The “right to development” and “competitiveness” is used to cover up their insatiable thirst for profits. In the name of the poor they amass great fortunes. They use the threat of another country to promote their projects and do business with the elites of the alleged “enemy” country.
The elites are in all parts of the chain: in the extraction of fossil fuels, in mega infrastructure projects, in the promotion of dangerous energy like nuclear, in the financialisation of forests through REDD, in marketing non-durable products that destroy nature, in the production of false solutions such as agro-fuels, GMOs and now synthetic biology and geo-engineering.
To address climate change, more than 2/3 of fossil fuel reserves have to be left under the soil. Without that no real solution is possible. The private transnationals and state bureaucrats who control those reserves do not want to lose the golden goose even if that can translate into a catastrophe for humanity and Mother Earth. Ultimately, they know that this will bring dire consequences, but it’s still in the future and they won’t be there so who cares? Besides, if something happens in the present, they have the resources to place themselves in a safe zone. The rich have more means to escape the worst impacts of climate change.
The issue of “greenhouse gas emissions” sometimes masks the real problem of the logic of the capitalist system that requires an increased exploitation of human beings and nature to maintain the rate of profit of big companies.
Maybe the biggest mistake was to reduce the climate negotiations to a fight over percentages of emission reductions when in truth, we should be discussing the big and real picture of the planet that has reached its limits and put on the table the issues of fossil fuel reserves, transnational corporations, patterns of consumption and production, and the whole logic of exploitation, greed and profit obsession of this system.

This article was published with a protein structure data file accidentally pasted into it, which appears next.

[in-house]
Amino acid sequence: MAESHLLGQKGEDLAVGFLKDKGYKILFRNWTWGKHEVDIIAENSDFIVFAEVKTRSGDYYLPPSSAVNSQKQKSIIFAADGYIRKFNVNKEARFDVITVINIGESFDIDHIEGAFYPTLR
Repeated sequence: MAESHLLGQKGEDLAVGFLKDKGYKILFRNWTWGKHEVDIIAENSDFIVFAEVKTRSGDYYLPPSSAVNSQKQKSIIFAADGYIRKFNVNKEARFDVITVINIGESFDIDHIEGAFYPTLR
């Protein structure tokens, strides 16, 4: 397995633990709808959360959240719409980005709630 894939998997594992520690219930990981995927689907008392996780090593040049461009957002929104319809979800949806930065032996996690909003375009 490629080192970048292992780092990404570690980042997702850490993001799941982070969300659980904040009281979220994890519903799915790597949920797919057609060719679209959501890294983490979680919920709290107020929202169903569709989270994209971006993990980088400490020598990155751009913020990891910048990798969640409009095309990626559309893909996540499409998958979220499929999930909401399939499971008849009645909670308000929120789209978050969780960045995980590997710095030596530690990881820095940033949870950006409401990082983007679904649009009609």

We have to look beyond the concepts of development, growth and nation-states and discuss the issues of the Earth System and the need of an economic model that respects the vital cycles of Nature. The Peoples World Conference on Climate Change and Mother Earth Rights held in Cochabamba, Bolivia 2010, was a good step in that direction but it was just a first step.
Rethinking our strategies
A new analysis requires new strategies. It is time to challenge the negotiations by winning concrete victories outside the negotiations. Social movements in both developed and developing countries are fighting coal seam gas fracking, the building of oil pipelines, tar sands and several other extractive and destructive industries. We need victories that galvanise the struggle to a global scale.
We have to promote new approaches to the struggle against climate change by linking the environmental crisis with the food crisis and financial crisis. We have to bring on board new social actors who haven’t been involved in the climate issue.
For many it’s not clear that the fight against “austerity plans” and climate change confront the same enemy. At the recently concluded World Social Forum on Migrations held in Manila, Philippines, an assembly of Asian social movements issued a statement signed by over 70 social movements and organisations saying that we need to “connect the urgent demands of the people for food, water, health, energy, employment, rights and access with the struggles against climate change, financial speculation, land grabbing, neoliberal free trade and investment agreements, impunity of transnational corporations (TNCs), criminalization of migrants and refugees, patriarchy and violence against women, austerity measures and social security cuts”.
We need to discuss the implementation of new campaigns like the proposal for climate referendums at national, regional or global level. We have to use all spaces to reclaim the democratic right of people to decide the future of all and of our Mother Earth.
We have to strengthen our alternatives such as agro-ecology, food sovereignty and decentralised production and consumption of energy. We have to dismantle the lie that we need more and more energy and the only way to do it is through mega projects. We have to show with numbers and concrete experiences that behind those projects are the interests of very well-known corporations and that other local and small-scale alternatives are possible.
A good opportunity for social movements and climate activists to come together and rethink and reimagine our analysis, alternatives and strategies will be the “Climate Space” inside the next World Social Forum in Tunisia (March 26-30, 2013). It’s the time to rethink our analysis, alternatives and strategies to confront climate change.
[Pablo Solon, executive director of Focus on the Global South, former ambassador of Bolivia to the United Nations and former Bolivian chief negotiator for climate change.]